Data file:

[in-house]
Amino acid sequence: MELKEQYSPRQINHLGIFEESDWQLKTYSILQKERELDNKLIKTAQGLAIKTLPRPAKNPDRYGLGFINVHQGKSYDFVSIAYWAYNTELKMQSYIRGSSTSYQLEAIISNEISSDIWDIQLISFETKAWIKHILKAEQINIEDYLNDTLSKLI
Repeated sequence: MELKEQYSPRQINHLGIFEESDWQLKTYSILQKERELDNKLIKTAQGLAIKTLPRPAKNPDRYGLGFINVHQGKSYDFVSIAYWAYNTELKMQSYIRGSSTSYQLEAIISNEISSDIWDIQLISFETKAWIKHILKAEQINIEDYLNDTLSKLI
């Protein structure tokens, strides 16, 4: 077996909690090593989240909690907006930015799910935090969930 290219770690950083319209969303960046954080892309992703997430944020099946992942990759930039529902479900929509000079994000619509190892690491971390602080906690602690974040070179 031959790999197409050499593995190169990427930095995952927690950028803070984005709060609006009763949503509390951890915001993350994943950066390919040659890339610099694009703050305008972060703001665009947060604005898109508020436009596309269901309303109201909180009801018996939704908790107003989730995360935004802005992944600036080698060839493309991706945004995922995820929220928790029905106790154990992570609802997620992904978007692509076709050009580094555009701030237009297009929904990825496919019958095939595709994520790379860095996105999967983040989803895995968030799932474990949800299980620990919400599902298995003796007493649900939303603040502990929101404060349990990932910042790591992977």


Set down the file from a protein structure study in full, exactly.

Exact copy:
[in-house]
Amino acid sequence: MELKEQYSPRQINHLGIFEESDWQLKTYSILQKERELDNKLIKTAQGLAIKTLPRPAKNPDRYGLGFINVHQGKSYDFVSIAYWAYNTELKMQSYIRGSSTSYQLEAIISNEISSDIWDIQLISFETKAWIKHILKAEQINIEDYLNDTLSKLI
Repeated sequence: MELKEQYSPRQINHLGIFEESDWQLKTYSILQKERELDNKLIKTAQGLAIKTLPRPAKNPDRYGLGFINVHQGKSYDFVSIAYWAYNTELKMQSYIRGSSTSYQLEAIISNEISSDIWDIQLISFETKAWIKHILKAEQINIEDYLNDTLSKLI
């Protein structure tokens, strides 16, 4: 077996909690090593989240909690907006930015799910935090969930 290219770690950083319209969303960046954080892309992703997430944020099946992942990759930039529902479900929509000079994000619509190892690491971390602080906690602690974040070179 031959790999197409050499593995190169990427930095995952927690950028803070984005709060609006009763949503509390951890915001993350994943950066390919040659890339610099694009703050305008972060703001665009947060604005898109508020436009596309269901309303109201909180009801018996939704908790107003989730995360935004802005992944600036080698060839493309991706945004995922995820929220928790029905106790154990992570609802997620992904978007692509076709050009580094555009701030237009297009929904990825496919019958095939595709994520790379860095996105999967983040989803895995968030799932474990949800299980620990919400599902298995003796007493649900939303603040502990929101404060349990990932910042790591992977």